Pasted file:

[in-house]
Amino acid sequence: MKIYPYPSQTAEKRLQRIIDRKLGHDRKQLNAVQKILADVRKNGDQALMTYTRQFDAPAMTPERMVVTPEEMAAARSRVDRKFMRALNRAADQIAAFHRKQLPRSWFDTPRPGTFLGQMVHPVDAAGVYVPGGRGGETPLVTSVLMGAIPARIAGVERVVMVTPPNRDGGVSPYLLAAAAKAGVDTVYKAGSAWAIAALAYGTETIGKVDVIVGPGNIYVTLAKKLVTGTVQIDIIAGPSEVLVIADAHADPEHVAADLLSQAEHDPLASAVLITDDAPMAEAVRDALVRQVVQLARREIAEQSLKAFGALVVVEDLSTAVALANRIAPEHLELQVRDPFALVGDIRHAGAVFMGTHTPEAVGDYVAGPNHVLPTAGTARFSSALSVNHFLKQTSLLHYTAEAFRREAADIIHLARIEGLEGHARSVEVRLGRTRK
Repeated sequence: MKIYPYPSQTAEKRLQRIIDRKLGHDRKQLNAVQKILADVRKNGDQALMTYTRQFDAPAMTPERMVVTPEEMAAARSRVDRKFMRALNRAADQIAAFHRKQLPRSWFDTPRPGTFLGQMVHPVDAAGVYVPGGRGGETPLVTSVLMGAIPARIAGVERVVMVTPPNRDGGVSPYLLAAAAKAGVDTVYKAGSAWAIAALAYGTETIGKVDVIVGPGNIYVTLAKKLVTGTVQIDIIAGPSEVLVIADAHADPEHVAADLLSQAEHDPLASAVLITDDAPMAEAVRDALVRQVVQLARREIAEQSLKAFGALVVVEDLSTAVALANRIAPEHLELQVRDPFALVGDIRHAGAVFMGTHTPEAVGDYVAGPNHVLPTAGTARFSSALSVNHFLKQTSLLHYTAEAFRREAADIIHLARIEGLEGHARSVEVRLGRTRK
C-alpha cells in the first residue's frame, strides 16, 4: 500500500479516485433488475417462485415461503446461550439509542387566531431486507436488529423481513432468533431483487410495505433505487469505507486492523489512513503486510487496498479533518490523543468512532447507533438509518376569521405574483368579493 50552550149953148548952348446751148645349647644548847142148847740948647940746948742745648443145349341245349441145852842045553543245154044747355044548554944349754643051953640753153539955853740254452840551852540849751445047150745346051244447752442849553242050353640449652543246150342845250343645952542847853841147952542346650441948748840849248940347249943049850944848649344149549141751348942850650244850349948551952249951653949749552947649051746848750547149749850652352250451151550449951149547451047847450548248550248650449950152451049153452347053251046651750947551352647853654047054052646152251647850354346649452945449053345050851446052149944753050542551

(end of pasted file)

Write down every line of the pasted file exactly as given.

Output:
[in-house]
Amino acid sequence: MKIYPYPSQTAEKRLQRIIDRKLGHDRKQLNAVQKILADVRKNGDQALMTYTRQFDAPAMTPERMVVTPEEMAAARSRVDRKFMRALNRAADQIAAFHRKQLPRSWFDTPRPGTFLGQMVHPVDAAGVYVPGGRGGETPLVTSVLMGAIPARIAGVERVVMVTPPNRDGGVSPYLLAAAAKAGVDTVYKAGSAWAIAALAYGTETIGKVDVIVGPGNIYVTLAKKLVTGTVQIDIIAGPSEVLVIADAHADPEHVAADLLSQAEHDPLASAVLITDDAPMAEAVRDALVRQVVQLARREIAEQSLKAFGALVVVEDLSTAVALANRIAPEHLELQVRDPFALVGDIRHAGAVFMGTHTPEAVGDYVAGPNHVLPTAGTARFSSALSVNHFLKQTSLLHYTAEAFRREAADIIHLARIEGLEGHARSVEVRLGRTRK
Repeated sequence: MKIYPYPSQTAEKRLQRIIDRKLGHDRKQLNAVQKILADVRKNGDQALMTYTRQFDAPAMTPERMVVTPEEMAAARSRVDRKFMRALNRAADQIAAFHRKQLPRSWFDTPRPGTFLGQMVHPVDAAGVYVPGGRGGETPLVTSVLMGAIPARIAGVERVVMVTPPNRDGGVSPYLLAAAAKAGVDTVYKAGSAWAIAALAYGTETIGKVDVIVGPGNIYVTLAKKLVTGTVQIDIIAGPSEVLVIADAHADPEHVAADLLSQAEHDPLASAVLITDDAPMAEAVRDALVRQVVQLARREIAEQSLKAFGALVVVEDLSTAVALANRIAPEHLELQVRDPFALVGDIRHAGAVFMGTHTPEAVGDYVAGPNHVLPTAGTARFSSALSVNHFLKQTSLLHYTAEAFRREAADIIHLARIEGLEGHARSVEVRLGRTRK
C-alpha cells in the first residue's frame, strides 16, 4: 500500500479516485433488475417462485415461503446461550439509542387566531431486507436488529423481513432468533431483487410495505433505487469505507486492523489512513503486510487496498479533518490523543468512532447507533438509518376569521405574483368579493 50552550149953148548952348446751148645349647644548847142148847740948647940746948742745648443145349341245349441145852842045553543245154044747355044548554944349754643051953640753153539955853740254452840551852540849751445047150745346051244447752442849553242050353640449652543246150342845250343645952542847853841147952542346650441948748840849248940347249943049850944848649344149549141751348942850650244850349948551952249951653949749552947649051746848750547149749850652352250451151550449951149547451047847450548248550248650449950152451049153452347053251046651750947551352647853654047054052646152251647850354346649452945449053345050851446052149944753050542551